The same is true here—circumstantial evidence shows that Bayne had an opportunity to tell Hogan that Martin engaged in protected activity, but not that she actually did. The meeting between Bayne and Hogan is not itself evidence of Hogan's knowledge. Without more—and in the face of Bayne's unrebutted denial that she told Hogan about Martin's discrimination complaint—evidence of Bayne's opportunity to tell is not a substitute for evidence that she did so.

Martin tries to give us more. She responds that even though she lacks any direct evidence that Bayne told Hogan about her protected activity, circumstantial evidence shows that Hogan somehow must have known.

First, Martin points to the company's Employee Handbook, which requires notifying alleged perpetrators of discrimination complaints. We think the policy is worth quoting in full:

Any person receiving a report of discrimination or harassment shall immediately relay all pertinent information to the Director of Operations or the Human Resources Department in the form of a written report that has been reviewed for accuracy and signed by the reporter. The report shall then be transmitted to the individual in charge of Human Resources to begin an investigation. Before an investigation begins, the alleged perpetrator shall be informed of the nature of the report and attempt to resolve the situation consensually. If a consensual resolution cannot be reached within a reasonable time, the investigation and reporting procedures outlined below shall begin.

Read most naturally, this policy would have required three sequential events. “[I]mmediately” after Martin's complaint, Bayne would have needed to obtain or produce a “written report” that was signed by Martin.5 Next, “[b]efore an investigation begins,” Hogan would be informed of the nature of the complaint. Finally, Bayne would begin an investigation if the issue could not have been resolved “consensually.”

Martin asks us to conclude that the policy's second step—disclosure—was accomplished during Bayne and Hogan's meeting. But we cannot make this inference on the basis of the company policy. To begin with, there is no indication that Martin reviewed, let alone signed, any report. Without a report, we cannot presume that a notification took place because, under the policy, “the alleged perpetrator shall be informed of the nature of the report.” Since any notification in the meeting would have been outside the policy, the policy itself does not move the needle. Moreover, even if the policy had been followed, the most logical inference would be that Bayne's subsequent email to Hogan was the required notification. But recall that this email only said that Martin complained about being “targeted for criticism” and did not mention race or sex.6

Quite simply, Martin's Employee Handbook argument requires us to conclude that Bayne complied with the notification requirement while disregarding the requirement to obtain Martin's review and signature. We would also need to conclude that Bayne's email describing Martin's complaints (but omitting any mention of discrimination) was not the notification under the policy, and that some other written notification was made that did not surface during discovery. These are not the “reasonable inferences” to which Martin is entitled at summary judgment. Bowen v. Manheim Remarketing, Inc., 882 F.3d 1358, 1362 (11th Cir. 2018). Absent any written notification of discrimination, we are again left with Martin's hypothesized account of Bayne and Hogan's meeting, but as we have already said, speculation is not evidence.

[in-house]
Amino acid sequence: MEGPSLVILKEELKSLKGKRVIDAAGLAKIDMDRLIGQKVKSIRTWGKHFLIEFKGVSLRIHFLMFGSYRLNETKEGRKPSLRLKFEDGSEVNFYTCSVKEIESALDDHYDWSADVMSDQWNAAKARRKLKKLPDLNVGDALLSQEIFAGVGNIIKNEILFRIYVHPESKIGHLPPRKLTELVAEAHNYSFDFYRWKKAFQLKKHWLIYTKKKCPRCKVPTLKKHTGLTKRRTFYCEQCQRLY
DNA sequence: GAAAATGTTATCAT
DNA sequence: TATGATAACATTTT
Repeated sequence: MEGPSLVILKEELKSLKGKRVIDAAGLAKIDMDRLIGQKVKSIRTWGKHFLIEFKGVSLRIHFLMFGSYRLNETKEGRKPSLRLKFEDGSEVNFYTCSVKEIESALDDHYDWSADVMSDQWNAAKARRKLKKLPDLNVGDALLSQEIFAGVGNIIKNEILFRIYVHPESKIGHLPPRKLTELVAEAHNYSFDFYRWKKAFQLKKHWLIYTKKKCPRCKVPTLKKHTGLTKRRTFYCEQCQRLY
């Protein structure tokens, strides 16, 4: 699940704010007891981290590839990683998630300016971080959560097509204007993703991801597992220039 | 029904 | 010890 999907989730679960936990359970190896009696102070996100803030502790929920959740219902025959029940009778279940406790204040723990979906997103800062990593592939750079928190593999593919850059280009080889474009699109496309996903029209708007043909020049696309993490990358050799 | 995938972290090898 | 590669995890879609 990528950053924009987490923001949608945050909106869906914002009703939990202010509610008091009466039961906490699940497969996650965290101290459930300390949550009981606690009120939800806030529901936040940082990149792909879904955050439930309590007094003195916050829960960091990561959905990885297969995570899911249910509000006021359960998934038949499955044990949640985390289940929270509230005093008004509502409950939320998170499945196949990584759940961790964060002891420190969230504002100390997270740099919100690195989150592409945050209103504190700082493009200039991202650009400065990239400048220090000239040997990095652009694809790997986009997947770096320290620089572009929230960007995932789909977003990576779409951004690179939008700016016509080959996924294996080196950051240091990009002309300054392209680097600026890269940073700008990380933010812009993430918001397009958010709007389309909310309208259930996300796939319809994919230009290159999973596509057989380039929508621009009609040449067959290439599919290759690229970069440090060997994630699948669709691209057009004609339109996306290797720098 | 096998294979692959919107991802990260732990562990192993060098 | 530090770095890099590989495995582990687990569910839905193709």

Second, Martin urges that because Hogan knew about a discrimination complaint that she made in 2012, he must have concluded that her new complaint was also based on discrimination. We recognize the intuitive appeal of this argument. But a bare suspicion that Hogan may have guessed about Martin's claims is simply not legally sufficient. Martin's prior complaint of unlawful discrimination is not evidence that all subsequent workplace complaints must be related to unlawful discrimination, let alone evidence that Hogan would make that inference.

In Maniccia v. Brown, we found that the passage of 15 months between the plaintiff's grievance and an adverse employment action prevented an inference that the former caused the latter. See 171 F.3d 1364, 1370 (11th Cir. 1999), abrogated on other grounds by Lewis v. City of Union City, 918 F.3d 1213 (11th Cir. 2019) (en banc). There, the lapse of time prevented the inference that an employee was terminated because she complained. Here, the question is whether we can conclude—despite a similar lapse of time—that the context of a prior complaint allowed the decisionmaker to ascertain the basis of a later complaint. In both cases, however, we find that the passage of time weakens the strength of the inference. If a 15-month gap makes the Maniccia plaintiff's reasoning too speculative, then the 16-month gap here makes the imputation of knowledge too speculative as well. Moreover, Martin has not claimed that she was fired because of her earlier complaint.